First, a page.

A new yoga studio opened up late last year in Maple Grove. Before you say, “ho-hum,” listen up: This is Healthwise Studio, a yoga psychology studio.
“In yoga psychology, a psychologist who is also a registered yoga teacher helps you use the internal ‘space’ created by yoga and meditation,” say studio co-owners Kristin Dahl and Anna Schupp. “Yoga psychology involves a trained professional verbally cuing you to have an internal reflection process geared toward self-understanding.” Dahl and Schupp are both licensed clinical psychologists and certified yoga teachers. They note that their process doesn’t involve actual dialogue the same way traditional talk therapy does.
Friends, business partners and co-workers, Dahl and Schupp say they are the first to integrate yoga and psychology in precisely the combination found at Healthwise Studio. “While some yoga psychology practice is more therapy oriented,” Schupp says, “this is like bringing the psychologist to the mat.” And the “mindfulness” aspect? Dahl says, “Mindfulness is a way to create a space that is not reactive. It’s a learnable, cognitive skill, where you slow down your automatic reactions so you can actually choose what your response will be in an emotional situation.” Adds Schupp, “It’s an objectivity about your own thoughts.”
The women’s new, beautiful and peaceful practice space is only a block away from their other venture, Healthwise Behavioral Health and Wellness Clinic. There, they provide traditional psychological services including assessment, medication management and talk therapy. In the studio, however, it’s a different story. Zen-like music floats through the welcoming waiting area, competing only with sounds of a wall-mounted waterfall behind the reception desk. Walls are painted in cool shades of gray; floors are dark, planked wood. There is soft, floor-level lighting and dimmable, globe-shaped paper lanterns.
The education room is spacious and comfortably furnished. “We can accommodate 16 to 20 people in here,” Dahl says. They use the space for a variety of different workshops, including biofeedback, a practice in which Dahl has six years of experience and expertise. “Biofeedback is a natural way of calming your own nervous system,” she explains. Using equipment to measure heart rhythms, biofeedback allows a person to recognize and regulate stress effects.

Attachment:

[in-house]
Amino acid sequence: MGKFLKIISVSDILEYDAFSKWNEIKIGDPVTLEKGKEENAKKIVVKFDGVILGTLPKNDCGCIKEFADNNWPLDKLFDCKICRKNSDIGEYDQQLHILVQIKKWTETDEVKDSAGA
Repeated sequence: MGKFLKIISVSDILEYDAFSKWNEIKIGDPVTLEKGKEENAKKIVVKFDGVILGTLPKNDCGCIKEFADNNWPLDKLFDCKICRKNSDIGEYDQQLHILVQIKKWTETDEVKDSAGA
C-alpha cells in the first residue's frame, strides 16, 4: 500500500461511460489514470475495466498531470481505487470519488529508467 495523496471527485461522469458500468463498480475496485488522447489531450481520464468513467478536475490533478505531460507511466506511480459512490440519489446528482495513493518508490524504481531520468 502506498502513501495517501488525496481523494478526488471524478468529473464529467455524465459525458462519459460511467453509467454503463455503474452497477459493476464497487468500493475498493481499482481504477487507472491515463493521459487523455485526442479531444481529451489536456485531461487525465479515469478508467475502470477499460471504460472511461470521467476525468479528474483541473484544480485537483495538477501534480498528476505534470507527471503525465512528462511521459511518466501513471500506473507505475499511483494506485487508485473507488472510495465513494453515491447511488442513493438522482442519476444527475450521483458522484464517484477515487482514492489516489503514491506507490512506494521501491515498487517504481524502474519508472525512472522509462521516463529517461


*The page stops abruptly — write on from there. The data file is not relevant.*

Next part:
Two additional rooms in the studio are used for yoga psychology and meditation. Each yoga instructor emphasizes the self-study concept. “We all grow and change in life,” Dahl says. “It’s healthy to reflect.” Different instructors might gravitate towards different themes for their classes, including, for example, letting go, or forgiveness. The studio is also developing themed class series such as Mindfulness, Discovering Your Happiness and Pathways to Self-Discovery. In no case, assures Dahl, are participants expected to contribute to any kind of discussion. “It’s still very internal,” she says. “There’s no demand for sharing.”
Nutritional counseling is also available for individuals, couples, families and children. Calling it “purposeful” or “functional” nutrition, Dahl says they try to get past looking at “just calorie restrictions and food groups.” Every effort is made to evaluate personal history as well as individual biochemistry, to get a picture of the “whole person, and what is unique about them.”
Individual drop-in yoga classes are $20 per session, and as low as $15 per session with a class pass. Children and adolescents, as well as adults, are welcome. Check the online schedule for the free open sit meditation sessions, perfect for learning how “to do” meditation, Dahl says.
“It’s not just the mind that informs the body. There’s more and more evidence that it goes the other way, too,” Schupp says. //
11110 86th Ave. N.